Further, plaintiff has not identified any medical evidence in the record to support plaintiff's conclusion that brachial plexus is "clearly" a "soft tissue" injury. (Pl.'s Mot. for Summ. J. at 6.) The evidence in the record describes plaintiff's "nerve" condition and "nerve grafting" surgery, and the ALJ specifically noted that evidence. (AR 16 (citing AR 191-203 (medical records describing T.S.'s surgery and nerve reconstruction aimed at increasing movement in plaintiff's limb, with no mention of T.S.'s impairment as one of "soft tissue")).) It is plaintiff's burden to prove that T.S.'s impairments satisfy all the criteria of a particular listing, including, here, that her impairments are "soft tissue injuries (e.g., burns)." See Roberts, 66 F.3d at 182; Sullivan, 493 U.S. at 530; Tackett, 180 F.3d at 1099. Plaintiff has not met her burden of showing that T.S.'s brachial plexus impairment is a "soft tissue" injury, let alone a "soft tissue" injury within the scope of Listing 101.08. Plaintiff has not offered any factual or legal support for analogizing T.S.'s brachial plexus condition to burns, choosing instead to base her entire argument on a sweeping conclusion that, "clearly," brachial plexus is a "soft tissue" injury. (Pl.'s Mot. for Summ. J. at 6.) Accordingly, because plaintiff has not shown that she met her burden of proving that T.S.'s impairments satisfy all the criteria of a particular listing, plaintiff has not shown that the ALJ erred in examining T.S.'s medical record*fn8 and finding that "we are not here dealing with a soft tissue injury." (AR 16-17.)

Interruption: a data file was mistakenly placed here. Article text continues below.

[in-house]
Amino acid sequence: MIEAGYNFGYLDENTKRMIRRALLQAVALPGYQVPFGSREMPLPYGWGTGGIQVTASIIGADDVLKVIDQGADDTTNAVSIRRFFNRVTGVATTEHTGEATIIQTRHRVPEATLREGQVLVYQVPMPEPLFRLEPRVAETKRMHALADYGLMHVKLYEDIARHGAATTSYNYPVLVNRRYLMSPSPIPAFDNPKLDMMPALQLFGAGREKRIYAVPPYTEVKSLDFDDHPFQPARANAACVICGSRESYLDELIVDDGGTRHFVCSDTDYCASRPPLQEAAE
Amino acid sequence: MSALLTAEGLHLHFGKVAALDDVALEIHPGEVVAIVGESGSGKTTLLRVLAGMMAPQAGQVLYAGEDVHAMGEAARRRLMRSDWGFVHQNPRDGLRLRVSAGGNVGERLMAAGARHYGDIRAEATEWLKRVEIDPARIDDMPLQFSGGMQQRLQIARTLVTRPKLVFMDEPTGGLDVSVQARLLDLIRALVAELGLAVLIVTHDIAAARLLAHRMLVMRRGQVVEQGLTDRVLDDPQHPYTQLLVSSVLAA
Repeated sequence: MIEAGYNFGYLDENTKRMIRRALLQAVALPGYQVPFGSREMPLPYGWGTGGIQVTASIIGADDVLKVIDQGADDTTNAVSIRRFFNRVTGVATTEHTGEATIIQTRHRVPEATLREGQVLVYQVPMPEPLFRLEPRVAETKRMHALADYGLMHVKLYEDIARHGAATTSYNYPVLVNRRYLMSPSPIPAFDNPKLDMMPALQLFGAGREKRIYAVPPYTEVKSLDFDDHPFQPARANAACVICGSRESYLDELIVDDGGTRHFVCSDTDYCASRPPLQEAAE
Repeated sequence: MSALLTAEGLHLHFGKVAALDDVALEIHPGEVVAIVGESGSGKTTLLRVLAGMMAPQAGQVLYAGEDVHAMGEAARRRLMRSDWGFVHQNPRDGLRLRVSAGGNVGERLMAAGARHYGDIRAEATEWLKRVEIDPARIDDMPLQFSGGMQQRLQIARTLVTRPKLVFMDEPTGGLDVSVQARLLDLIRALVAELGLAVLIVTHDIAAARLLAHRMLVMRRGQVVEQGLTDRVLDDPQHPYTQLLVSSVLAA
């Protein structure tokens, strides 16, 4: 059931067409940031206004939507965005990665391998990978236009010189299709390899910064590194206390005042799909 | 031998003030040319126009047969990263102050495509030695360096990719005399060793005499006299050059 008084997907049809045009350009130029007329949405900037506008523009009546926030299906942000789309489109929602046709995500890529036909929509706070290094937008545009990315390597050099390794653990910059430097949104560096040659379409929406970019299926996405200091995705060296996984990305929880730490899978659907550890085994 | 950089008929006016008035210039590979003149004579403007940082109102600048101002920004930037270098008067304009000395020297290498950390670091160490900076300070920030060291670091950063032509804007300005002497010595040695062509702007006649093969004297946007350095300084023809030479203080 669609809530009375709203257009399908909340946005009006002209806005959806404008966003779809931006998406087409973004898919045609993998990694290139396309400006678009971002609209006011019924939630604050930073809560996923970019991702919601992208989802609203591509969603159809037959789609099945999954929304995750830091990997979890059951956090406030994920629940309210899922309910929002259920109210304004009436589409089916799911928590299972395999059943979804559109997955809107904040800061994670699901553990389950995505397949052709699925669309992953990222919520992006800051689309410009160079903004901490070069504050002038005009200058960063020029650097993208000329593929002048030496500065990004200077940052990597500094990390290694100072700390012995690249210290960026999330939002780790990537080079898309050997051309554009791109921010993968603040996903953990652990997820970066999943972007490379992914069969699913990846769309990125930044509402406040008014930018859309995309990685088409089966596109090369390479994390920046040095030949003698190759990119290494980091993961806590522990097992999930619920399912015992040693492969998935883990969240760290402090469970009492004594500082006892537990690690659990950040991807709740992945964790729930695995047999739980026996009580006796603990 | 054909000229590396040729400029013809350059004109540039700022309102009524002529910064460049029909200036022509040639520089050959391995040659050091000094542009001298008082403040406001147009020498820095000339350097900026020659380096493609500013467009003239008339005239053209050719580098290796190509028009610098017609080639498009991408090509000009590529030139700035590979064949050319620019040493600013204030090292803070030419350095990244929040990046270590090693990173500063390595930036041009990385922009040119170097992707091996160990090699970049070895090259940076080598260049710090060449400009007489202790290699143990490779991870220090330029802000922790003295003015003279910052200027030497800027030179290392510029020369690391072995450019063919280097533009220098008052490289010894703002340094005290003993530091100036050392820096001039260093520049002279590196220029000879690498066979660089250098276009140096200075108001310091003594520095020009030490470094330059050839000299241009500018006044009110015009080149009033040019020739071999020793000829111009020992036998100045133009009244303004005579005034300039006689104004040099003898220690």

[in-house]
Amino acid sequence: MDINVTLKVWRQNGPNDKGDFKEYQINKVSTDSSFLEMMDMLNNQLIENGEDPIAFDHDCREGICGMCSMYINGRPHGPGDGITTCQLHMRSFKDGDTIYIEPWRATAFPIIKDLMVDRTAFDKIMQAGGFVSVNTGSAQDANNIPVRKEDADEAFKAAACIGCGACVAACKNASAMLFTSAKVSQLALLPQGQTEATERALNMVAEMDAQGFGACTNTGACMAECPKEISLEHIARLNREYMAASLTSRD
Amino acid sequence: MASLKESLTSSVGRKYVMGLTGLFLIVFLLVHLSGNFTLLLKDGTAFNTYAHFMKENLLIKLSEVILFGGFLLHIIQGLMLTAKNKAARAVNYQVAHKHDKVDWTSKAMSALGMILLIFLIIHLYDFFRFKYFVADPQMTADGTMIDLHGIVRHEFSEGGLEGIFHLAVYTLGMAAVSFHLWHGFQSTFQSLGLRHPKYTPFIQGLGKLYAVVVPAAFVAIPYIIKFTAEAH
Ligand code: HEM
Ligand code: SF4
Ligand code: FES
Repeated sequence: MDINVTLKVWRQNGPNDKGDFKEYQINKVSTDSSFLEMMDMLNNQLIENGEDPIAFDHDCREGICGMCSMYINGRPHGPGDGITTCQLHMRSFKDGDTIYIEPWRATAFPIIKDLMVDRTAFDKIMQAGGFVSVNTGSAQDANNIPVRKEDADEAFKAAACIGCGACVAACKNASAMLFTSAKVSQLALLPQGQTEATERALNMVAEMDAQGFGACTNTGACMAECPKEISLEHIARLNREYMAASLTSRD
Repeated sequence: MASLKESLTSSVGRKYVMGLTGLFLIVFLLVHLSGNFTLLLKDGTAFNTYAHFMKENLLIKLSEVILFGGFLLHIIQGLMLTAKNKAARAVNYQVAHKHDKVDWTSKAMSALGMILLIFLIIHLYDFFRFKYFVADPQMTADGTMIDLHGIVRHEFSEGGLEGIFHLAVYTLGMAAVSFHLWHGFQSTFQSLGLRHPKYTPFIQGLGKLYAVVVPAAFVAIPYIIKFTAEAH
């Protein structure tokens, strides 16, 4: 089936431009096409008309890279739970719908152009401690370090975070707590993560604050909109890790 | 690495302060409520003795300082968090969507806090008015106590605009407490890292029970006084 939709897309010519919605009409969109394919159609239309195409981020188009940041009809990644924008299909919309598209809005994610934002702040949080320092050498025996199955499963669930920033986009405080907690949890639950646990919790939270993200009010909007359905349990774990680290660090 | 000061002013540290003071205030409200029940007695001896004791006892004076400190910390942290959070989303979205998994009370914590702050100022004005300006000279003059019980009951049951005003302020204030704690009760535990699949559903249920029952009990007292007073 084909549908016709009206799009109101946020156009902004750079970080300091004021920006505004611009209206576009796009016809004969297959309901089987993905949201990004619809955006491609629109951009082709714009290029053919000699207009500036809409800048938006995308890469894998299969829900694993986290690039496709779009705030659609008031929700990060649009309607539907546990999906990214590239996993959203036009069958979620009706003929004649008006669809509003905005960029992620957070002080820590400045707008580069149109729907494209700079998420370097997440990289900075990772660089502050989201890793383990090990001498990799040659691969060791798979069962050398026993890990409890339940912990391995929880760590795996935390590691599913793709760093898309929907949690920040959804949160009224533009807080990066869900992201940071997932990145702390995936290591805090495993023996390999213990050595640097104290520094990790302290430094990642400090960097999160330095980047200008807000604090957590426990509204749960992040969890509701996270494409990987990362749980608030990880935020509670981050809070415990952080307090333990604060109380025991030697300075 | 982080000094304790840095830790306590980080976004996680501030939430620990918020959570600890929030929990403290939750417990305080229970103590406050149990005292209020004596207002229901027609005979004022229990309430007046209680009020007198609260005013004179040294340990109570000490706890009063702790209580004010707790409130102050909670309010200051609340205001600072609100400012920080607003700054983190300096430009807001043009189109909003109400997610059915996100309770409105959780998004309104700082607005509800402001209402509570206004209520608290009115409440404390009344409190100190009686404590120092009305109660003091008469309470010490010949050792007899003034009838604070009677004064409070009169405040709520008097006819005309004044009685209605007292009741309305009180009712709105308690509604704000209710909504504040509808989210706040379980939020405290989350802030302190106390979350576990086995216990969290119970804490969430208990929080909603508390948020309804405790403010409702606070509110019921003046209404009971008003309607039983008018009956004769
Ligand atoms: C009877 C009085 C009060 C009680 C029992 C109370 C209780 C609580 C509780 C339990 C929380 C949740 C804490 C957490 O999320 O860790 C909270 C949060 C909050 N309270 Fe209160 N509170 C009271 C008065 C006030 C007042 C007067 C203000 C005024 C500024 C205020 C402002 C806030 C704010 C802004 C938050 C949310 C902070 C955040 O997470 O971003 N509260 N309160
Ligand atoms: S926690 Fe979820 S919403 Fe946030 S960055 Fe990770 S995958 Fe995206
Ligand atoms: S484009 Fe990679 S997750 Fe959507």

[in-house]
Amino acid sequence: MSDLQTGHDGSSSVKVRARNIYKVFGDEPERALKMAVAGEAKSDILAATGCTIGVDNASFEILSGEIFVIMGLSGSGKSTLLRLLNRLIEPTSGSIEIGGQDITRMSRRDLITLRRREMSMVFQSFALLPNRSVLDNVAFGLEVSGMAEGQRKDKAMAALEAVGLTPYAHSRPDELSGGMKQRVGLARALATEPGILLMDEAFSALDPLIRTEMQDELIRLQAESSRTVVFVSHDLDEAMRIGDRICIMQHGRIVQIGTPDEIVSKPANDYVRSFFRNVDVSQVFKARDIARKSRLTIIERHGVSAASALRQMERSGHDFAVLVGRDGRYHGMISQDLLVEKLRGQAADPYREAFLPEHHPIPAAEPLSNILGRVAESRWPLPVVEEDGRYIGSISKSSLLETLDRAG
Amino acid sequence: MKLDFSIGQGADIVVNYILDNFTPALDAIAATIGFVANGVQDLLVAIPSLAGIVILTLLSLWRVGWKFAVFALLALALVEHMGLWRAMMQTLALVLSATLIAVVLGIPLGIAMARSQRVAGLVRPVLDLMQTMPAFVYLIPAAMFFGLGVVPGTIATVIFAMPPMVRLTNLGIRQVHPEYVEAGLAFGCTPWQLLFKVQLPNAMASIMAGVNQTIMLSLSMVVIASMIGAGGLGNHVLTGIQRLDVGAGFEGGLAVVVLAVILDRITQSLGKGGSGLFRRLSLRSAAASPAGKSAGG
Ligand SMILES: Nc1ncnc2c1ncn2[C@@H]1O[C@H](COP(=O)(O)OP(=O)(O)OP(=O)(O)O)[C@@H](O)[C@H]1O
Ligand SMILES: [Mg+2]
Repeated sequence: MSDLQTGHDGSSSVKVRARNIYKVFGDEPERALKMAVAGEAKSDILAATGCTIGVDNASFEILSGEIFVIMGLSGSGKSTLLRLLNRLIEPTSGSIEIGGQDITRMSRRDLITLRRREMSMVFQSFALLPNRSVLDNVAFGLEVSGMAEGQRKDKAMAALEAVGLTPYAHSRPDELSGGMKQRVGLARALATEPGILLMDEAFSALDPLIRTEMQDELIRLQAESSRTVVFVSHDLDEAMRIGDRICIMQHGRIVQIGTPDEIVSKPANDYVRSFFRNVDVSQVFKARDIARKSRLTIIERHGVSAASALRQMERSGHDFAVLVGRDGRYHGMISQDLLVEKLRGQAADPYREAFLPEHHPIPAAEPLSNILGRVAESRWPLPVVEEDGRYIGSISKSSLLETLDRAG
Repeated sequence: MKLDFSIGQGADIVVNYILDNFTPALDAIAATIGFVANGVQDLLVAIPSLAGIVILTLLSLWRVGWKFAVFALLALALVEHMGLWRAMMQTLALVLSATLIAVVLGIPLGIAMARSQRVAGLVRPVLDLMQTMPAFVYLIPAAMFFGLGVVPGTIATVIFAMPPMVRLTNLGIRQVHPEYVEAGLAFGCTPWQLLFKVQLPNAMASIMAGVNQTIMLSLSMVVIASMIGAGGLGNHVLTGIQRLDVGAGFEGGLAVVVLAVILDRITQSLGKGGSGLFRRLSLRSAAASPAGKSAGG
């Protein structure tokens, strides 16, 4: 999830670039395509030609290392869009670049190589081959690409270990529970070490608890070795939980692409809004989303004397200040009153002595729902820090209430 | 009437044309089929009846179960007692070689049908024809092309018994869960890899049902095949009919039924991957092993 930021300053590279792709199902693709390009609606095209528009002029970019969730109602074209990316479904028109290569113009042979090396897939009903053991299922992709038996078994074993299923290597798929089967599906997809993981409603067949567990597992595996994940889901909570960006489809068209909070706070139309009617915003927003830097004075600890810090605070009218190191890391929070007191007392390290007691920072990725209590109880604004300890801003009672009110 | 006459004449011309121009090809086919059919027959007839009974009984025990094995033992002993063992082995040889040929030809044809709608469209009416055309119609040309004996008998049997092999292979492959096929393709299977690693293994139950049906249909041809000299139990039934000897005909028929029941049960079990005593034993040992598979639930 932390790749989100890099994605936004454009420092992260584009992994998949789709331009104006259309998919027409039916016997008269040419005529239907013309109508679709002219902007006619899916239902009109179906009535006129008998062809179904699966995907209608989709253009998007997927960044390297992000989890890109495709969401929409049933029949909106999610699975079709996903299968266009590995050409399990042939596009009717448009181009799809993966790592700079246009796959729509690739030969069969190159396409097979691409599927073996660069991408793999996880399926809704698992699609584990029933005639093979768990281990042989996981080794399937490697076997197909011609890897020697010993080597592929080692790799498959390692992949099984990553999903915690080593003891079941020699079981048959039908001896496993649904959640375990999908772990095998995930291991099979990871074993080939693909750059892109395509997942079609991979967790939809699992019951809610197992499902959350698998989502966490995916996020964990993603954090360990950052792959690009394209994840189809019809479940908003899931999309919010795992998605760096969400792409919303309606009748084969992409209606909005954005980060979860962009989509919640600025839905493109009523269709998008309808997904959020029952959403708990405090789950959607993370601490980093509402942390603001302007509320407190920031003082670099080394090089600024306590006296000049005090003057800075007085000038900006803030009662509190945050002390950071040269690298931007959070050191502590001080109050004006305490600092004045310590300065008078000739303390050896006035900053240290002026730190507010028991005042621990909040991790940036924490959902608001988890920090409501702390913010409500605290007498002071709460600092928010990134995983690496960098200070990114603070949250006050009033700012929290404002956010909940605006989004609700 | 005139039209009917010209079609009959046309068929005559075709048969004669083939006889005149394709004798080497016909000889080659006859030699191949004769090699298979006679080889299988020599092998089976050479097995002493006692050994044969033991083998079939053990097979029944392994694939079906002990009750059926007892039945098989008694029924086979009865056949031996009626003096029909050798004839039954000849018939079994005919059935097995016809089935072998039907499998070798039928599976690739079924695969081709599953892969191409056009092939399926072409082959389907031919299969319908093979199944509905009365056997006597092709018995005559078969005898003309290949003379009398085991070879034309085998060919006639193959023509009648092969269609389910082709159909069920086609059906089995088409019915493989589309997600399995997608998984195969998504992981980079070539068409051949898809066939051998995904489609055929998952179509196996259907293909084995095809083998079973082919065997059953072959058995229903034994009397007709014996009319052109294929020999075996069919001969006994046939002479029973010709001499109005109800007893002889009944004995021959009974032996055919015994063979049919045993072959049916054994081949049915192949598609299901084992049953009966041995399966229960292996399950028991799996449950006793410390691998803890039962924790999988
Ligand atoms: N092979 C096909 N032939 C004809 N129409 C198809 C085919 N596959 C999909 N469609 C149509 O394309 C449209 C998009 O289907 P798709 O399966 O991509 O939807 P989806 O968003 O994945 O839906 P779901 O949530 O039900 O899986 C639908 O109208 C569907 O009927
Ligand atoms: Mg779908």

Plaintiff argues that T.S.'s impairments otherwise meet or equal Listing 101.08, i.e., that T.S.'s condition requires "continuing surgical management" and significant limitations to use of T.S.'s "upper extremity" (Pl.'s Mot. for Summ. J. at 6-7), but the undersigned will not proceed to those arguments. A claimant bears the burden of proving that her impairments satisfy all the criteria of a particular listing, and here, plaintiff has not shown that T.S.'s impairment meets the threshold "soft tissue" aspect of Listing 101.08. See Sullivan, 493 U.S. at 530 (1990) ("[f]or a claimant to show that his impairment matches a listing, it must meet all of the specified medical criteria. An impairment that manifests only some of those criteria, no matter how severely, does not qualify") (emphasis in original); Tackett, 180 F.3d at 1099 ("[claimant] had to establish that he met or equaled each of the following characteristics of" a listing).*fn9 Given that Listing 101.08 applies to "soft tissue" impairments, and given that plaintiff has not met her burden of proving the threshold issue of her impairment being of "soft tissue," plaintiff has not shown that Listing 101.08 applies to T.S.'s condition in any way. The undersigned need not address whether T.S.'s nerve impairment functionally equals a Listing that plaintiff has not shown to be remotely applicable in the first place. Because plaintiff does not argue in the alternative that T.S.'s impairments met or equaled some Listing other than Listing 101.08, the undersigned's analysis stops here.